Informations and abstract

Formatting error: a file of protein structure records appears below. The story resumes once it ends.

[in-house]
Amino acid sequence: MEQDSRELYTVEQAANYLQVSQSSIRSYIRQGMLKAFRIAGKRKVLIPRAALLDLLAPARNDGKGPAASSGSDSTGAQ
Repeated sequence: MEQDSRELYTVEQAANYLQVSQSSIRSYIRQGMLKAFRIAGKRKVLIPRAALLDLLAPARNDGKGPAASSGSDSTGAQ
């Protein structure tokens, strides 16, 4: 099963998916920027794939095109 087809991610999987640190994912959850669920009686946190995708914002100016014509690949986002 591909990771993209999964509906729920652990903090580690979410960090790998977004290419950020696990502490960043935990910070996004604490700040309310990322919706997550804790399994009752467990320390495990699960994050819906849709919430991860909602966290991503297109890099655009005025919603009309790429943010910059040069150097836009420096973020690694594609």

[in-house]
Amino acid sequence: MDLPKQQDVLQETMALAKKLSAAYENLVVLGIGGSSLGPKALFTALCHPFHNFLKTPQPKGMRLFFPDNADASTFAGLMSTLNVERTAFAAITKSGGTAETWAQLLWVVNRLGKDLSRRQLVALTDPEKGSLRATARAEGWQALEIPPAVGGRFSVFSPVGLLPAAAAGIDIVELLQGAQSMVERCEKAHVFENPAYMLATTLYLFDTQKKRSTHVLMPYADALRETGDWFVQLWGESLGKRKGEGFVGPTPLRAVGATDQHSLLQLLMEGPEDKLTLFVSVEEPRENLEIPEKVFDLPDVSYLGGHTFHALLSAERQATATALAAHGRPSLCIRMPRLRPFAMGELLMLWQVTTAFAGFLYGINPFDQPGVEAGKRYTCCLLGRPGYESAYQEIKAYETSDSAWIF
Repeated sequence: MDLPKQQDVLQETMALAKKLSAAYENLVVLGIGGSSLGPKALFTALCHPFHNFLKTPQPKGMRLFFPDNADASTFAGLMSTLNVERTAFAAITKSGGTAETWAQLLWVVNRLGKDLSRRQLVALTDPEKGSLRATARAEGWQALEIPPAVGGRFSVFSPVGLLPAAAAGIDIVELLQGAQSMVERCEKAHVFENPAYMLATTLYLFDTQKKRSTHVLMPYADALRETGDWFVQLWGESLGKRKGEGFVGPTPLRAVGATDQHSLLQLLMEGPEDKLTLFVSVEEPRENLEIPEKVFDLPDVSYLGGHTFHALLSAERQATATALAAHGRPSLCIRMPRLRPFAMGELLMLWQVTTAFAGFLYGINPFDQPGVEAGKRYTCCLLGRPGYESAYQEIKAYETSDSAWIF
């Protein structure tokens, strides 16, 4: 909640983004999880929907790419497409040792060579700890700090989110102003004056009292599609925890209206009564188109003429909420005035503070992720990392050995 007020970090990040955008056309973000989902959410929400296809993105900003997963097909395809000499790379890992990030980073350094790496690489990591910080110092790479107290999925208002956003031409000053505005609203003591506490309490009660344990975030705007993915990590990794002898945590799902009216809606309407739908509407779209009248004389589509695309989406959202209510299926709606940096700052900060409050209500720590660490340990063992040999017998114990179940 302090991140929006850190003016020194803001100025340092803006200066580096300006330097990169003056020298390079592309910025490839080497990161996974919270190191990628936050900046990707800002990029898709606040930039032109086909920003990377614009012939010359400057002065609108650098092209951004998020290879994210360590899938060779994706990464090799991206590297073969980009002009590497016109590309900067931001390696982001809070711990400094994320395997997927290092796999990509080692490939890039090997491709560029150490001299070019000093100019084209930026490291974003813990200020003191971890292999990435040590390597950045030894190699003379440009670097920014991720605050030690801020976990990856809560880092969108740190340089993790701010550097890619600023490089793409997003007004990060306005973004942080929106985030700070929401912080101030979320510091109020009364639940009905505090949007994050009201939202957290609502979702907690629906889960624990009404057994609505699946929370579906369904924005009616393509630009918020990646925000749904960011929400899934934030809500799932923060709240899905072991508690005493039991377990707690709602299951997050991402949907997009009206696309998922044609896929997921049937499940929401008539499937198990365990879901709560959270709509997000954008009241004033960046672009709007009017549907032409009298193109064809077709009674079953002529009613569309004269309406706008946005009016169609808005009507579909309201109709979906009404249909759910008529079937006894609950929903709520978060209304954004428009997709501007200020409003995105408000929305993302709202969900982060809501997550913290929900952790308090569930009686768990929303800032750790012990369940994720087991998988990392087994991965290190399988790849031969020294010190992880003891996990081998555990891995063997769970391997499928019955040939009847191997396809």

This article deals with the controversial legacy of Communism on historical research and the public debate in Romania, placing it as a case-study into the broader context of post-totalitarian experiences in Latin America, Africa and Europe. Most countries shared a will to rebuild their political community by symbolically condemning crimes and illegal practices of the recent past. State-owned and private memorial institutions, "truth commissions" and archives were established, where professional historians and private citizens were given unprecedented freedom of research. The old master narratives rapidly declined while new and less indulgent opinions on the recent past started to emerge as a new historical canon. The massive release of secret documents concerning the internal and external policies of the former Communist bloc - including sensible topics such as mass repression in the 1950s or the intelligence work carried out on a large part of the civil population in the following decades - had a deep impact on civil society, which became the main advocate of moral renewal to be achieved through lustration proceedings. Within this framework, Romania represents an interesting case-study because of the contrast between extremely radical public discourse on the Communist dictatorship (reaching its highest point with the appointment in 2006 of a commission reporting on crimes and harmful legacy of the Communist regime), and the repeated failure to implement concrete measures (e.g. the lustration law issued in 1999) supposed to encourage a reshuffle of the political and the economic elite, both still influenced by networks belonging to the former secret police and the leadership of the Communist party.